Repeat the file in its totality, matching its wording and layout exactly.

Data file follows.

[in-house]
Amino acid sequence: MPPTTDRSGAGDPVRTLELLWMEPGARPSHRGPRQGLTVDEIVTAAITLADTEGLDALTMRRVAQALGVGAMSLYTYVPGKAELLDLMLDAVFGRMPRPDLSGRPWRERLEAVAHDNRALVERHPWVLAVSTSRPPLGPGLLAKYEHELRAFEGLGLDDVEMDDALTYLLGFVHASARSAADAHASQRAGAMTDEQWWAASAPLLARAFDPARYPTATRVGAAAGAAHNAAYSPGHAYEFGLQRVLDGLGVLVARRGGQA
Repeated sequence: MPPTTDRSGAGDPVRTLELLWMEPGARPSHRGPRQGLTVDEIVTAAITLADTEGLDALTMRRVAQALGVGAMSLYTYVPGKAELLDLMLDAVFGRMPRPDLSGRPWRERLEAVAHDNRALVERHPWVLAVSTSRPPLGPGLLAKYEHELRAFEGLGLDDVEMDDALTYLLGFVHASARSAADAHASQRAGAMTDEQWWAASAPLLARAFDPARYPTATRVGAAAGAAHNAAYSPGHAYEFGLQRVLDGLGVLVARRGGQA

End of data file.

[in-house]
Amino acid sequence: MPPTTDRSGAGDPVRTLELLWMEPGARPSHRGPRQGLTVDEIVTAAITLADTEGLDALTMRRVAQALGVGAMSLYTYVPGKAELLDLMLDAVFGRMPRPDLSGRPWRERLEAVAHDNRALVERHPWVLAVSTSRPPLGPGLLAKYEHELRAFEGLGLDDVEMDDALTYLLGFVHASARSAADAHASQRAGAMTDEQWWAASAPLLARAFDPARYPTATRVGAAAGAAHNAAYSPGHAYEFGLQRVLDGLGVLVARRGGQA
Repeated sequence: MPPTTDRSGAGDPVRTLELLWMEPGARPSHRGPRQGLTVDEIVTAAITLADTEGLDALTMRRVAQALGVGAMSLYTYVPGKAELLDLMLDAVFGRMPRPDLSGRPWRERLEAVAHDNRALVERHPWVLAVSTSRPPLGPGLLAKYEHELRAFEGLGLDDVEMDDALTYLLGFVHASARSAADAHASQRAGAMTDEQWWAASAPLLARAFDPARYPTATRVGAAAGAAHNAAYSPGHAYEFGLQRVLDGLGVLVARRGGQA